"Roman Candle" turns 20: Secrets of Elliott Smith's accidental masterpiece (slideshow)
Elliott and the friends with whom he recorded in middle school in Texas (photo courtesy of Dan Pickering)
I was invited to debate the Catholic League’s Bill Donohue on “Scarborough Country” tonight, and even though I’m leaving to spend Easter weekend with my family, I couldn’t resist (they pre-taped for Thursday night).
Pre-taping is odd; I have no idea how the segment will turn out. All I can tell you is that for a very long period of time, Joe stepped out of the middle and let Bill and me swing away. I only had to ask him not to yell at me once, I think.
We talked for almost 40 minutes, so they’ll have to trim it down to fit the show. We mostly disagreed, as you’d expect, but we reached a tiny bit of agreement in the end. Donohue said he thought the “South Park” episode this week in which Jesus returns as a ninja and cuts Donohue in half was “hilarious,” and he disagrees with conservatives who’ve told him to sue Comedy Central. (Maybe Jesus spending last weekend praying for Donohue to be a bit more open-minded paid off?)
We found no such common ground on chocolate Jesus. They both tried to depict recent books by atheists and skeptics and scientists as a new assault on Christianity, but I said that at Salon we’ve put them into our popular series “Atoms and Eden: Conversations about Science and Faith,” and that some of this wave of books are by scientists who’ve found that their work deepened their Christianity, rather than challenged it. I got to defend my girl Michelle Goldberg, whose “Kingdom Coming” wasn’t a big Scarborough favorite, by reminding them — I had to do this over and over — that Goldberg and “American Fascists” author Chris Hedges aren’t targeting all Christians, just the extremists who are trying to turn this into a Christian nation. Donohue also shared that he got support for his jihad against chocolate Jesus from a conservative Muslim, and I suggested that he think about that very carefully. Aren’t we trying to fight fundamentalist Islam, the kind that wants to take our freedoms away? Anyway, it was exciting. We’ll see if it makes good TV.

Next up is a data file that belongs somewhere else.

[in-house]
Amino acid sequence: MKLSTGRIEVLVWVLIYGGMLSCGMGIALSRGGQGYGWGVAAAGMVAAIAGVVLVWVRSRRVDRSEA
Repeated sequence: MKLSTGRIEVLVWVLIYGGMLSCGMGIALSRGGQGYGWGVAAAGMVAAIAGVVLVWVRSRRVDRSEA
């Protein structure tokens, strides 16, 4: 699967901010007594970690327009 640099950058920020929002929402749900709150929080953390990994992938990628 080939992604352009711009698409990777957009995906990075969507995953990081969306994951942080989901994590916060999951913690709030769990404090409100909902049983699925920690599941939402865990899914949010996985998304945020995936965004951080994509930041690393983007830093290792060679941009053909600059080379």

And with that the blog closes its doors so we can put up the Easter baskets and make sure everyone has a chocolate bunny or Jesus. Have a great weekend, everyone, and I’ll see you Monday.
Joan Walsh is Salon's editor at large and the author of "What's the Matter With White People: Finding Our Way in the Next America."More Joan Walsh.
Heatmiser publicity shot (L-R: Tony Lash, Brandt Peterson, Neil Gust, Elliott Smith) (photo courtesy of JJ Gonson photography)
Elliott and JJ Gonson (photo courtesy of JJ Gonson photography)
"Stray" 7-inch, Cavity Search Records (photo courtesy of JJ Gonson photography)
Elliott's Hampshire College ID photo, 1987
Elliott with "Le Domino," the guitar he used on "Roman Candle" (courtesy of JJ Gonson photography)
Full "Roman Candle" record cover (courtesy of JJ Gonson photography)
Elliott goofing off in Portland (courtesy of JJ Gonson photography)
Heatmiser (L-R: Elliott Smith, Neil Gust, Tony Lash, Brandt Peterson)(courtesy of JJ Gonson photography)
The Greenhouse Sleeve -- Cassette sleeve from Murder of Crows release, 1988, with first appearance of Condor Avenue (photo courtesy of Glynnis Fawkes)